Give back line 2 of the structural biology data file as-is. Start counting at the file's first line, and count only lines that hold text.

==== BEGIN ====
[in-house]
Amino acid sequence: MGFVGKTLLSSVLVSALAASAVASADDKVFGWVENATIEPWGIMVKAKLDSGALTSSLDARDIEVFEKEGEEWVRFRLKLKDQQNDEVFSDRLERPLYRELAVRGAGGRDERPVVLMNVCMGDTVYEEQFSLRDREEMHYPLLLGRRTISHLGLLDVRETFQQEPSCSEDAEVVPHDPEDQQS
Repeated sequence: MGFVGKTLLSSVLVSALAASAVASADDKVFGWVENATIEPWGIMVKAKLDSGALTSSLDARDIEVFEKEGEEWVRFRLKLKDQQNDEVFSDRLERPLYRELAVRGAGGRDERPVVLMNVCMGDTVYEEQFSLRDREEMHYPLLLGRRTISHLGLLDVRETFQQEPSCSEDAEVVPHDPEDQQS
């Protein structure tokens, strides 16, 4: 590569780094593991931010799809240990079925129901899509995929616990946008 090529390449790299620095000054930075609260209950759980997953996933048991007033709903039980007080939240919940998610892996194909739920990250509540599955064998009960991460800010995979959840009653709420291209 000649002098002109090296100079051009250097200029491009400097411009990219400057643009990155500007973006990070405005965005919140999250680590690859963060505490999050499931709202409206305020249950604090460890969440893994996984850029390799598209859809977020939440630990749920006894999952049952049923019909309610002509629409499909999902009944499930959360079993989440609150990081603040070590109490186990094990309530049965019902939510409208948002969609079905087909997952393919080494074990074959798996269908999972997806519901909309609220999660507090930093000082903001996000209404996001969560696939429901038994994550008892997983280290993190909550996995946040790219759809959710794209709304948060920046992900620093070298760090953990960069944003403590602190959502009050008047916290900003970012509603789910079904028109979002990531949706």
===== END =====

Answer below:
Amino acid sequence: MGFVGKTLLSSVLVSALAASAVASADDKVFGWVENATIEPWGIMVKAKLDSGALTSSLDARDIEVFEKEGEEWVRFRLKLKDQQNDEVFSDRLERPLYRELAVRGAGGRDERPVVLMNVCMGDTVYEEQFSLRDREEMHYPLLLGRRTISHLGLLDVRETFQQEPSCSEDAEVVPHDPEDQQS